October 20, 2021

Cameron Tries to Shore Up Support in Hacking Scandal

And when the daylong political street fighting with the opposition Labour Party was done, he appeared to have at least steadied support within his own party and, perhaps as important, within the ranks of the Liberal Democrats, his nervous coalition partners.

The confrontation in the House of Commons — a day after appearances before a parliamentary committee by Rupert and James Murdoch, whose News of the World newspaper, now defunct, has been at the heart of the scandal — capped a difficult period in which the politically agile prime minister appeared to lose his normally assured demeanor, allowing Labour to get ahead of him in putting an end to the Murdochs’ bid for Britain’s top satellite television company.

Mr. Cameron flew back from a shortened trade trip to Africa on Tuesday and worked late into the night preparing for the showdown over revelations about the tabloid that have exposed cozy and sometimes corrupt relations among the press, politicians and the police, and that have crystallized into the most serious crisis of credibility and confidence of his 15 months in office.

As the eight-hour Commons showdown ended, the prime minister appeared to have quieted the worst anxieties in his Conservative Party, whose most powerful backbench group gave him a desk-banging thumbs up. Several Liberal Democrats, meanwhile, emerged from the session to say that the emphasis should be on reforms to rid Britain of the excesses of its tabloids, and not on efforts to topple Mr. Cameron, unless there were new disclosures implicating him in efforts to stifle the police investigation of the issue or to mislead Parliament.

Only a week ago, the Liberal Democrats seemed to be edging closer to an alternative compact with the Labour Party that could have threatened the government’s survival and its program of harsh spending cuts.

Still, with police inquiries into the affair accelerating, posing the potential for further revelations and arrests, Mr. Cameron may, at best, have only stalled the Labour onslaught that has sought to link him to the scandal through his close ties to Mr. Murdoch and two former editors of The News of the World, one of whom was Mr. Cameron’s communications chief for nine months.

After more than two weeks in which Ed Miliband, the Labour leader, outflanked Mr. Cameron at virtually every turn, the prime minister appeared to hit his stride, coupling incensed denials of personal wrongdoing in the affair with a new, hard-edged attitude toward his former media chief, Andy Coulson, one of 10 people linked to the Murdoch newspapers who has been arrested in the scandal.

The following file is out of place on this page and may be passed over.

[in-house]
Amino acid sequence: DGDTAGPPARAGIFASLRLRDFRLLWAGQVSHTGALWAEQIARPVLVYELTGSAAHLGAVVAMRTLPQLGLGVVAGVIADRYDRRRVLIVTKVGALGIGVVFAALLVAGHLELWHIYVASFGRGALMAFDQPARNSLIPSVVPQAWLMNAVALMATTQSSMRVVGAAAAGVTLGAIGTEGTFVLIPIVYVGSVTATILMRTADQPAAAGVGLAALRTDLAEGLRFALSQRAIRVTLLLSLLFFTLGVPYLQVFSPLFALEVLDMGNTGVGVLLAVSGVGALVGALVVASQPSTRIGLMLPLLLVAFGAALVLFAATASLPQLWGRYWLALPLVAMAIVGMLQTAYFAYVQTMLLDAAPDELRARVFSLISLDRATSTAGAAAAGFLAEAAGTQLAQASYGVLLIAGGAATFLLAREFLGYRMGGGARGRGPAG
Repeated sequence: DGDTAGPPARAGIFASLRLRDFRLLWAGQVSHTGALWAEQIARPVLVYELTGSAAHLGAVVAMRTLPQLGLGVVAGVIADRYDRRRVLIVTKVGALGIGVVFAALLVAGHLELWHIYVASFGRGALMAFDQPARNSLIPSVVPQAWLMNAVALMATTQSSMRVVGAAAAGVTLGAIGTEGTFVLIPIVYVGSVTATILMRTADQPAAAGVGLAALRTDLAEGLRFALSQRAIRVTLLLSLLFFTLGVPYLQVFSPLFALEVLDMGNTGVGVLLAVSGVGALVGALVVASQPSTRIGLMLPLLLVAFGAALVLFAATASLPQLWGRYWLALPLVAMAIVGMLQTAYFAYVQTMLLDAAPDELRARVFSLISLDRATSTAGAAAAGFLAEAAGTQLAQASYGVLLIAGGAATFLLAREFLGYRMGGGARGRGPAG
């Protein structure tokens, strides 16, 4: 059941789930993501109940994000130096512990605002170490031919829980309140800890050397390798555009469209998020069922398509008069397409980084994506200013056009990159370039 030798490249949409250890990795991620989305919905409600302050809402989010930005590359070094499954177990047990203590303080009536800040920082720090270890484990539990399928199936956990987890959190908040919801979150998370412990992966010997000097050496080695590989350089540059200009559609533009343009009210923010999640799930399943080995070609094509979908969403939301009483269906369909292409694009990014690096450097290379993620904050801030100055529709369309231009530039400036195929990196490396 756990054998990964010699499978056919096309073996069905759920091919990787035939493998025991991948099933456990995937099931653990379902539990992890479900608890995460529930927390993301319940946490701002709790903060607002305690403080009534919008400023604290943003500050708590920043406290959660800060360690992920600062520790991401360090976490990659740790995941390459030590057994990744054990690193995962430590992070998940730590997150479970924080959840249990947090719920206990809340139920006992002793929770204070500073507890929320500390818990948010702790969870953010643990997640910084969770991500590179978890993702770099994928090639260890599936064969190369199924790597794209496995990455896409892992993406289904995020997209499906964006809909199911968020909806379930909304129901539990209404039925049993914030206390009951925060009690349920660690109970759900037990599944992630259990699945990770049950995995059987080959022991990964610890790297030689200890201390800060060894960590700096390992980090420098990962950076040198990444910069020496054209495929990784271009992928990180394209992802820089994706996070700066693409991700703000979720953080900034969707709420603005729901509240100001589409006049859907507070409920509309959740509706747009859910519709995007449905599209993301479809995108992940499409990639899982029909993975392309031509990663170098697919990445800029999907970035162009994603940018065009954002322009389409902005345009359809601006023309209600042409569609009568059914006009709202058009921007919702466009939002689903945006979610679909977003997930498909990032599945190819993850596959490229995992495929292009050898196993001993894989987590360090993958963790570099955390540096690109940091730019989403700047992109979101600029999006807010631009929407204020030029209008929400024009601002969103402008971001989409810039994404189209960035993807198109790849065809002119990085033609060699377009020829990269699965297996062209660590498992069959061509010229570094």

Showing an edge of bitterness toward a man he was describing only days ago as a friend, Mr. Cameron said that “with 20-20 hindsight and all that has followed, I would not have offered the job, and I expect that he wouldn’t have taken it.”

“You live and you learn,” he added, “and, believe you me, I have learned.”

Mr. Cameron also took on Mr. Miliband, saying that most of the abuses now under investigation within the Murdoch newspapers took place when Labour was in power and that the Labour governments of Tony Blair and Gordon Brown had taken no action on evidence that serious wrongdoing had occurred. He also said that Labour’s ties with Mr. Murdoch and his executives, and the party’s pursuit of Mr. Murdoch’s political favor, were more extensive than his own.

“I can assure the House that I’ve never held a slumber party or seen her in her pajamas,” Mr. Cameron said, referring to Rebekah Brooks, a onetime editor of The News of the World, who resigned as chief executive of News International, the paper’s parent company, late last week. The gibe referred to a gathering Mr. Brown’s wife held in 2008 at the prime minister’s country retreat, which British newspaper accounts have said was attended by Ms. Brooks; Mr. Murdoch’s wife, Wendi; and his daughter Elisabeth. A Daily Mail account said guests were told to bring their pajamas “for the sort of sleepover usually favoured by teenage girls.”

Mr. Cameron’s defense on Wednesday — and his continuing vulnerability — rested on two potentially explosive issues. First was why he hired Mr. Coulson only months after Mr. Coulson’s 2007 resignation as The News of the World’s editor, then took him to Downing Street, in the face of a flurry of private warnings, after the Conservatives won the May 2010 general election.

Article source: http://www.nytimes.com/2011/07/21/world/europe/21hacking.html?partner=rss&emc=rss

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